Vietnamese, Lao and Cambodian pathologists are being trained to identify and respond early to dangerous pathogens so that they can better cope with the risk of emergence and spread of new pandemic diseases
During the October 17-21 workshop in Hanoi, they will work with veterinary and pathology experts from the Smithsonian Institution, University of Illinois and the Wildlife Conservation Society.
It is the first regional training workshop for pathologists on how to identify and investigate unknown diseases, workshop sponsor USAID (US Agency for International Development) said in a statement Tuesday.
USAID Vietnam Mission Director Francis Donovan said the regional program is expected to improve regional countries' capacity to detect and tackle epidemics and pandemics and also contribute to the US government's broader Lower Mekong Initiative.
Hosted by the Hanoi University of Agriculture, the workshop was part of the USAID's Predict Project a component of the Emerging Pandemic Threats (EPT) program launched in 2009 by USAID that seeks to" aggressively preempt or combat, at their source, newly emerging zoonotic diseases.
"Nearly 75 percent of all new, emerging or re-emerging diseases affecting humans at the beginning of the 21st century have originated in animals," a USAID statement said.
"HIV/AIDS, severe acute respiratory syndrome (SARS), H5N1 avian influenza and the pandemic 2009 H1N1 influenza virus are examples of how vulnerable today's interconnected world is to the global impact of new emergent diseases."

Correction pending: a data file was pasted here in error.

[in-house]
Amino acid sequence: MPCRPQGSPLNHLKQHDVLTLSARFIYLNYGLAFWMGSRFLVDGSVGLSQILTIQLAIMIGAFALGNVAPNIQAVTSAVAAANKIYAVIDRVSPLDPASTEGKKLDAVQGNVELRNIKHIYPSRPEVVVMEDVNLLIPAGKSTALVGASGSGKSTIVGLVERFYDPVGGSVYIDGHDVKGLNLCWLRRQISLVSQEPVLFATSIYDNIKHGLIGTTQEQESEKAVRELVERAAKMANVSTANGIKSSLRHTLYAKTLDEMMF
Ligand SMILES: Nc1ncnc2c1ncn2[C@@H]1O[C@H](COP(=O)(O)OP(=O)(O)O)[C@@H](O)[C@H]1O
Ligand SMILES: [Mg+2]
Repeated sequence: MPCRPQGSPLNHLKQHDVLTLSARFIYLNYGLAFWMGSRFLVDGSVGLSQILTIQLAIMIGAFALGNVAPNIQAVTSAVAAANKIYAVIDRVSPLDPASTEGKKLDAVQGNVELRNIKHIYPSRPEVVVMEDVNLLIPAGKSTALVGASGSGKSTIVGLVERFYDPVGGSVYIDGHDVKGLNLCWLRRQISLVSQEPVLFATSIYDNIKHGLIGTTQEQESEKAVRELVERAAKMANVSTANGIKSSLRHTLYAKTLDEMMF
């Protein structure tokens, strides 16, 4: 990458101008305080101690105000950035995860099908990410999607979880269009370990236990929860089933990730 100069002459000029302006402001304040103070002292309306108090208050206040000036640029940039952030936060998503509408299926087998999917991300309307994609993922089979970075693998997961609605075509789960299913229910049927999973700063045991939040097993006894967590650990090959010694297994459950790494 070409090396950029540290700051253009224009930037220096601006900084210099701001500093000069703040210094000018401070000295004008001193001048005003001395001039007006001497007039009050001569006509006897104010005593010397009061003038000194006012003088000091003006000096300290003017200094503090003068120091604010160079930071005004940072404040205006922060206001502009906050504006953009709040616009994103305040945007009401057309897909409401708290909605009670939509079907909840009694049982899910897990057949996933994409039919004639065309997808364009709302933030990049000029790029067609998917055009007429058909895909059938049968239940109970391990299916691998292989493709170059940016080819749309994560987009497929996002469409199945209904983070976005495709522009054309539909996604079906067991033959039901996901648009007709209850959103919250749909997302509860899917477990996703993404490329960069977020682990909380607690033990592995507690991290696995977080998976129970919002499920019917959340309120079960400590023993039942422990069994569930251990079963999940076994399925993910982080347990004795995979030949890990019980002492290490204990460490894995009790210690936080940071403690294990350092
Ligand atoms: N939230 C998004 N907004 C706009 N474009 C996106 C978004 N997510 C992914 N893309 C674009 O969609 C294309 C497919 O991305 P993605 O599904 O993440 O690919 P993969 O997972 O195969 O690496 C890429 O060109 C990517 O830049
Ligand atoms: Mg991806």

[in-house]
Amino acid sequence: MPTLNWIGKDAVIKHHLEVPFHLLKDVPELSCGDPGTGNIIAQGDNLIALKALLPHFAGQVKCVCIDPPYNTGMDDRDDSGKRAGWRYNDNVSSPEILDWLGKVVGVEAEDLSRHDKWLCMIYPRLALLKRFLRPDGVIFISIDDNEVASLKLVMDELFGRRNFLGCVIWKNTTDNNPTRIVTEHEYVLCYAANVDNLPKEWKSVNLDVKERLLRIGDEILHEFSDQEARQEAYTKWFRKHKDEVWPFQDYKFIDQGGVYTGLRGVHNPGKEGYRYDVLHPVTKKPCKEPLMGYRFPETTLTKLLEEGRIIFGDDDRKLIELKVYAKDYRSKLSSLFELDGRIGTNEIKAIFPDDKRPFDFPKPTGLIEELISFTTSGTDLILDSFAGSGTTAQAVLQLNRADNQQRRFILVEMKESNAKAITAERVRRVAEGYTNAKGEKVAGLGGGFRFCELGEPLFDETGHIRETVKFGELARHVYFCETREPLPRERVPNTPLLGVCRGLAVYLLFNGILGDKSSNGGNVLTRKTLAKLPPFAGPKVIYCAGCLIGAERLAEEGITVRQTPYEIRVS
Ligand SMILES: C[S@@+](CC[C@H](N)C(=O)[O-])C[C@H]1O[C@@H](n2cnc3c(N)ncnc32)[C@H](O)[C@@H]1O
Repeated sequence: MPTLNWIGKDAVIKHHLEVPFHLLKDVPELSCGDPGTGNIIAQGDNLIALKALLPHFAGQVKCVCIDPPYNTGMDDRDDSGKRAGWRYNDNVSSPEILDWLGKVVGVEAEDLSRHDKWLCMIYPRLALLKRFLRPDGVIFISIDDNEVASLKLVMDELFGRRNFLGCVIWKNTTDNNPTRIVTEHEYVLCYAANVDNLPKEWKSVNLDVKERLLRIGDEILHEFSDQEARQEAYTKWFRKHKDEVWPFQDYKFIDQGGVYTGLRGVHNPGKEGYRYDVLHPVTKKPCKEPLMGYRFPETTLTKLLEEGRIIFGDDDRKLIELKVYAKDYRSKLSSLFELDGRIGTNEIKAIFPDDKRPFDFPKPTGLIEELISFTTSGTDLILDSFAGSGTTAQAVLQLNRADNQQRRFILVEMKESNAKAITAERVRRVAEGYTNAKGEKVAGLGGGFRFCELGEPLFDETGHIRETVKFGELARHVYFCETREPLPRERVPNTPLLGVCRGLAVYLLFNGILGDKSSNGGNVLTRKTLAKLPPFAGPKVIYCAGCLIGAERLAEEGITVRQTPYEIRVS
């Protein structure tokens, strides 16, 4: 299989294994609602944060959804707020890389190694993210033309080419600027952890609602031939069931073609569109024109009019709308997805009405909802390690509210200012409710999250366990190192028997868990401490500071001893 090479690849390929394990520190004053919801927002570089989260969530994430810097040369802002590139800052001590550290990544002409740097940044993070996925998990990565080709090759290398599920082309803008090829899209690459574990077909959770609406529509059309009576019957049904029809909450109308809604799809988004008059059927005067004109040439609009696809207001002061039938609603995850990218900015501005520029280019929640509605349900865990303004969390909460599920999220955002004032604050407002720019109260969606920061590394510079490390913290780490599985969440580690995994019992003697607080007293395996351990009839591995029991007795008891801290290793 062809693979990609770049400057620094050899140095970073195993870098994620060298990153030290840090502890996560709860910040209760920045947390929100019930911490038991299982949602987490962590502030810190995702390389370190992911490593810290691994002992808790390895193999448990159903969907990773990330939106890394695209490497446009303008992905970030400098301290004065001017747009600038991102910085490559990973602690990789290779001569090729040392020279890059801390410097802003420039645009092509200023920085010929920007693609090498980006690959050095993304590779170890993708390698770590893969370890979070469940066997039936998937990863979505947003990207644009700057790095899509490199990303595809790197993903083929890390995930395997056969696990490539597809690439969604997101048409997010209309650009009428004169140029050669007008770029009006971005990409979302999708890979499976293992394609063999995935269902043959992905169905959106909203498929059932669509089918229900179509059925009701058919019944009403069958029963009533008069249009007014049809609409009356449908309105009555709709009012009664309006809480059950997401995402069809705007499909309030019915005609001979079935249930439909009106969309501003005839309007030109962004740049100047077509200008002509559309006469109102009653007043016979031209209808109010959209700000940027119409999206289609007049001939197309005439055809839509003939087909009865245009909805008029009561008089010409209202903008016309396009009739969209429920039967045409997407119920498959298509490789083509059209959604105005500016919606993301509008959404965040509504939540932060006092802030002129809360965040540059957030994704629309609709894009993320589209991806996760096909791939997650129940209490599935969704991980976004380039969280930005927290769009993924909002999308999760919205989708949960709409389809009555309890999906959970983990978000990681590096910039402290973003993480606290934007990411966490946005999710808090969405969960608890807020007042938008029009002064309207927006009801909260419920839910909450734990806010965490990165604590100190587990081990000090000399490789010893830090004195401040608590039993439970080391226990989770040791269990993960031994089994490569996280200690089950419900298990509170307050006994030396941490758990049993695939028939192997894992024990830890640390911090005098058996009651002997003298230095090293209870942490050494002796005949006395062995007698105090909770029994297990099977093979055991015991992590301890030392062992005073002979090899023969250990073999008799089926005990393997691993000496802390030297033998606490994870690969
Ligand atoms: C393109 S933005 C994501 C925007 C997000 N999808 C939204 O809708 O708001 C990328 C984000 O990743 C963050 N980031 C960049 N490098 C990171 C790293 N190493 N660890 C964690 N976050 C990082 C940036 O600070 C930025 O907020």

The workshop targets enhancing national, regional and local capacities for surveillance, laboratory diagnosis and field epidemiology in both the animal- and human-health sectors.
"These efforts aim to ultimately minimize the risk of new pandemic disease threats emerging and spreading."
Last month, Vietnamese Health Ministry warned against low awareness of taking preventive measures against infectious diseases.
"Despite there being no recorded bird flu (H5N1) case on humans so far this year, indifference on the part of local residents and relevant agencies could pave the way for a recurrence of the disease," it said, warning against possible increases in dengue fever and hand-foot-mouth diseases as well.
About 3,600 ducks and 4,300 chickens in Quang Ngai Province's Binh Son District were culled in the last week of September following mass deaths among the flocks. Subsequent tests found the fowls were infected with the H5N1 virus.
Son Tinh District in Quang Ngai Province also reported culling more than 13,500 ducks and chickens since late August.
The H5N1 virus has infected 565 people since it first appeared in 2003, killing 331, according to World Health Organization (WHO) figures.
So far, the avian flu has killed or forced the culling of more than 400 million domestic poultry heads and caused an estimated US$20 billion in economic damage across the globe before it was eliminated from most of the 63 countries infected when the disease was at its peak in 2006, according to the FAO.
After Indonesia, Vietnam has recorded the highest number of human deaths from bird flu at 59 since 2003, according to WHO data.
On October 10, doctors in Indonesia confirmed that two children had died of the disease a 10-year-old boy and his five-year-old sister who became the latest recorded deaths to the contagious disease.